MikeLogan
06-13-2008, 11:17 PM
What is at hand in understanding something not readily known about females that possible could help with many issues faced by both sexes in the dojo. Communication and understanding is the way of peace. But alas, it has gone sour. Actually, Phil, I would offer that communication and understanding are severely lacking in this thread. Our lady compatriots are not getting the gist(understanding) of your intention. And you are, quite frankly, not saying it very well(communication).

I mean, the very fact that you are getting unexpectedly aggressive replys might suggest that your thesis is less than appealing, and so, less than founded. I would suggest that as either male or female aikidoka develop in the art, that the threshold for committing a violent act, be it aiki or otherwise, is both broadened and heavily influenced by personal factors. ie, it shows a reduction in indiscriminate (or perhaps less discriminate) violence/aggression.


Or I could more simply say that anyone who belittles the female capacity for violence (emotional or physical), just hasn't been around enough of them

yada yada yada.

Just curious, Phillip, are you multilingual?

michael.

Bill Danosky
06-13-2008, 11:21 PM
What does this mean?

"Sensei has no hands; no pockets" is an expression of respect and gratitude for your sensei. It means that while your sensei is in your company, they don't carry anything for themselves or pay for anything themselves. (Although Robert Mustard Sensei will often insist on buying rounds and who's going to argue with him?).

It also means that the uchi deshi (or senior students) accept any challenges on sensei's behalf if the occasion arises. Sensei cleans up if you lose, though.

You also need to know how to fold a hakama if you're following this tradition properly.

Dathan Camacho
06-13-2008, 11:32 PM
Thanks, makes sense. Last question - the part about folding the hakama. Does that mean you're supposed to fold your sensei's hakama? Sorry if this is off topic, but I'm learning here! :o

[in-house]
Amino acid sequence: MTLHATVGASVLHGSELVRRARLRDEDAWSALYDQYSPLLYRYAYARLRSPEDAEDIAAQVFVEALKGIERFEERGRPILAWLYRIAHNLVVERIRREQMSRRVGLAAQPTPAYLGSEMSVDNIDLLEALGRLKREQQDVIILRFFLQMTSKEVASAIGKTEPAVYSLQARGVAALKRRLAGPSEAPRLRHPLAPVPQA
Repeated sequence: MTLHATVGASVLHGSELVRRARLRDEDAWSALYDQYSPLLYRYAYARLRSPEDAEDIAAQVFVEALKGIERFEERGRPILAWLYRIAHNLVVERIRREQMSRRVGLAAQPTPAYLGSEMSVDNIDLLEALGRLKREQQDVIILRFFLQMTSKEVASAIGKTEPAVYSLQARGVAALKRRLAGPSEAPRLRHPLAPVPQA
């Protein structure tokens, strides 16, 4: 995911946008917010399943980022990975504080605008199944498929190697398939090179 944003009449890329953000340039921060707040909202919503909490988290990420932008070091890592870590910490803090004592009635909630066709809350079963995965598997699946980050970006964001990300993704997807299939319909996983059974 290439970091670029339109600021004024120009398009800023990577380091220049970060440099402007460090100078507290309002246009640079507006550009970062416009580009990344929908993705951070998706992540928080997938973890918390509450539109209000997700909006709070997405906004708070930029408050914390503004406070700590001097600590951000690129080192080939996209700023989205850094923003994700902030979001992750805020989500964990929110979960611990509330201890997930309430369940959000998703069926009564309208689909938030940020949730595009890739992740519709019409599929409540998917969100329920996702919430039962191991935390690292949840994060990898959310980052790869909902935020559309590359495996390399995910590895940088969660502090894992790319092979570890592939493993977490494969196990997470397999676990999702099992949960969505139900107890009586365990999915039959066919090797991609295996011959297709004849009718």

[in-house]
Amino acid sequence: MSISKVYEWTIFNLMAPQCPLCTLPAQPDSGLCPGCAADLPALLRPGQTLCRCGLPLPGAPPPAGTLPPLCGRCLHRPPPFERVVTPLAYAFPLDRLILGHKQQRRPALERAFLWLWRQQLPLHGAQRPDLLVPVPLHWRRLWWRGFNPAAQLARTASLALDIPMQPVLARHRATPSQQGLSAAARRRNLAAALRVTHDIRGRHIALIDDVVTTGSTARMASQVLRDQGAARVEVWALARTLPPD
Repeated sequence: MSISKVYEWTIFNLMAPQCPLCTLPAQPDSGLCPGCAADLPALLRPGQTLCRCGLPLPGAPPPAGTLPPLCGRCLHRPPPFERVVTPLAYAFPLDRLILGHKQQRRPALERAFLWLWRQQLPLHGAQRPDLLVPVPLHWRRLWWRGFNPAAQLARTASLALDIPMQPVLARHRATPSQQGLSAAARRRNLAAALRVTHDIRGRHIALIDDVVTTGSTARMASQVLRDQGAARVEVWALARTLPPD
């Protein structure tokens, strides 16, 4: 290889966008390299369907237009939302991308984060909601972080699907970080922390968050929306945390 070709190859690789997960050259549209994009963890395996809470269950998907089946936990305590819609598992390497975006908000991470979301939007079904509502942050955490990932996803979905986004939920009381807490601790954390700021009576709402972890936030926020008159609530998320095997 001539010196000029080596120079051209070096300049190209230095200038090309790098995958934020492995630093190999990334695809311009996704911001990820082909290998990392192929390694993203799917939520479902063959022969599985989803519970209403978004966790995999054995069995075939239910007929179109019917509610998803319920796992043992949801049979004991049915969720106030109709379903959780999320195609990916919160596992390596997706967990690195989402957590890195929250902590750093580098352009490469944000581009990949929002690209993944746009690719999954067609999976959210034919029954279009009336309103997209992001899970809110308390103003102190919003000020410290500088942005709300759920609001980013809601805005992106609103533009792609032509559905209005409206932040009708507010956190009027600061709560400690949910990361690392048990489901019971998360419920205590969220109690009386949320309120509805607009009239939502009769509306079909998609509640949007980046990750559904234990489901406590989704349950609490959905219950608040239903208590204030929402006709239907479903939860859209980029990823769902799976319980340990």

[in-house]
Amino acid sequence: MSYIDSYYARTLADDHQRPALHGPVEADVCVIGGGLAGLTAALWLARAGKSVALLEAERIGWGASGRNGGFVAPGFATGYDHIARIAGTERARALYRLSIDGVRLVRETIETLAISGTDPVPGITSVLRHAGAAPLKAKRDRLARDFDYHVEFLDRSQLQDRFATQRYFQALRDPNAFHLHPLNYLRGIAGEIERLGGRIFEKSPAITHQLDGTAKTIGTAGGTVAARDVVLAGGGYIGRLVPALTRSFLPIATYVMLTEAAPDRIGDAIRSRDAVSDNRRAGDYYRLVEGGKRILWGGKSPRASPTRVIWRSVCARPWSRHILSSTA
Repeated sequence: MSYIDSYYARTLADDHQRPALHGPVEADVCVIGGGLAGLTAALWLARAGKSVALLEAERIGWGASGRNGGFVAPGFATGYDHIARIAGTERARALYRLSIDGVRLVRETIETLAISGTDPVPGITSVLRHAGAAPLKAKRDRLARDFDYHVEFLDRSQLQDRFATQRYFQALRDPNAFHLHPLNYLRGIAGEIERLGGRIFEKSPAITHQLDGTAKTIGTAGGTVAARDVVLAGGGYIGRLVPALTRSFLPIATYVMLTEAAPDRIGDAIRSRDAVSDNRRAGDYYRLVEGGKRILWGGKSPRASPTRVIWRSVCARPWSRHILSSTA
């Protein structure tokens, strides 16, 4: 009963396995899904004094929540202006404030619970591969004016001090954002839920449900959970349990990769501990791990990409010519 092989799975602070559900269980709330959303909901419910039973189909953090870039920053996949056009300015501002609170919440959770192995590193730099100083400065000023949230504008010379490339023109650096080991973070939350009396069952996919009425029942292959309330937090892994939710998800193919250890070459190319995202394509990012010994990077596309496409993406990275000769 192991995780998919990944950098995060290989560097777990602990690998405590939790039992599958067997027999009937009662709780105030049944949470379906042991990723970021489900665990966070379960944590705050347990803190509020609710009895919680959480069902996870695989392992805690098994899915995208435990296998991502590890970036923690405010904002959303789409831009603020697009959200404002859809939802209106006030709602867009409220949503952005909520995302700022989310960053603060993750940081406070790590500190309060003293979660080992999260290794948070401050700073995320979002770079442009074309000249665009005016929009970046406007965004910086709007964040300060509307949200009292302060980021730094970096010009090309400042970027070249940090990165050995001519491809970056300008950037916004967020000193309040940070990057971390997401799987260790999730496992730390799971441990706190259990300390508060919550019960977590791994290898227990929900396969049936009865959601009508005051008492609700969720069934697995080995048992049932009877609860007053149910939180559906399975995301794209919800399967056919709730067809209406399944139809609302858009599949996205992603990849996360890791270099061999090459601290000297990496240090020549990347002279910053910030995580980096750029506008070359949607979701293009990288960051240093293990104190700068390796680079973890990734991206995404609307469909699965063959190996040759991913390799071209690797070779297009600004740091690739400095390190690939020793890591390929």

nekobaka
06-14-2008, 03:06 AM
At least at my dojo, I find the most of the yudansha are better at treating the women more equally than the newbies. Maybe the true meaning of aikido has become part of their philosophy, maybe purely through experience they have come in contact with "good" women, and it doesn't phase them anymore. One fairly new guy is over 50, has his own company, and is very strong. He usually stops me and I find myself fighting against him. I often ask myself, what is his issue? Does he stop everyone? Does he find it difficult to accept advice (doesn't listen to a word of mine) from a foreign female who is 20 years younger than he is? our ego can be a burden. It goes so beyond just gender. As women we sometimes expect a brake since we know we aren't as strong. Or then we feel irritated that they don't give an honest attack. As men do you feel like you have to prove how strong you are? If you are older, do you have to prove your wisdom? If you are yudansha, do you have to prove your skill? The thing that is so great about my sensei is that his attack is always slightly stronger than what we could maneuver with strength. You really have to do the technique correctly, or he overpowers you. What does it say about me, if I get slight pleasure out of seeing the guys that are really strong unable to move him, because they don't concentrate on the flow and timing of the technique, they always rely on their strength. I hope that someday I can interact with people like this and not think anything of it.